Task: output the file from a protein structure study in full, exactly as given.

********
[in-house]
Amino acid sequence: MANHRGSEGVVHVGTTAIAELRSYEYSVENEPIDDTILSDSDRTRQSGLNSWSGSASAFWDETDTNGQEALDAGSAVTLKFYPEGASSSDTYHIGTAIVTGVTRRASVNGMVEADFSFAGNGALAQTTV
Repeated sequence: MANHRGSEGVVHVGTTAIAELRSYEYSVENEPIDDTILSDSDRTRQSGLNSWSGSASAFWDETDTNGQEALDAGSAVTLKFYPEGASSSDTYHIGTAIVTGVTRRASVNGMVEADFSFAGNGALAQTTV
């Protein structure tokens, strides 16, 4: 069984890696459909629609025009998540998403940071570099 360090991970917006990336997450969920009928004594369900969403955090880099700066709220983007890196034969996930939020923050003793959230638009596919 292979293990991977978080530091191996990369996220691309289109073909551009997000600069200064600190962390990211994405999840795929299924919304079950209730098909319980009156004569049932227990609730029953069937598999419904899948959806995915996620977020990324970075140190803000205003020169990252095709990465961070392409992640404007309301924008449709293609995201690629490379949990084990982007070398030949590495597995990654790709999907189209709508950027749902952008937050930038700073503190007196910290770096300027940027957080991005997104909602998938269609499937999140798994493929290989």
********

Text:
[in-house]
Amino acid sequence: MANHRGSEGVVHVGTTAIAELRSYEYSVENEPIDDTILSDSDRTRQSGLNSWSGSASAFWDETDTNGQEALDAGSAVTLKFYPEGASSSDTYHIGTAIVTGVTRRASVNGMVEADFSFAGNGALAQTTV
Repeated sequence: MANHRGSEGVVHVGTTAIAELRSYEYSVENEPIDDTILSDSDRTRQSGLNSWSGSASAFWDETDTNGQEALDAGSAVTLKFYPEGASSSDTYHIGTAIVTGVTRRASVNGMVEADFSFAGNGALAQTTV
């Protein structure tokens, strides 16, 4: 069984890696459909629609025009998540998403940071570099 360090991970917006990336997450969920009928004594369900969403955090880099700066709220983007890196034969996930939020923050003793959230638009596919 292979293990991977978080530091191996990369996220691309289109073909551009997000600069200064600190962390990211994405999840795929299924919304079950209730098909319980009156004569049932227990609730029953069937598999419904899948959806995915996620977020990324970075140190803000205003020169990252095709990465961070392409992640404007309301924008449709293609995201690629490379949990084990982007070398030949590495597995990654790709999907189209709508950027749902952008937050930038700073503190007196910290770096300027940027957080991005997104909602998938269609499937999140798994493929290989």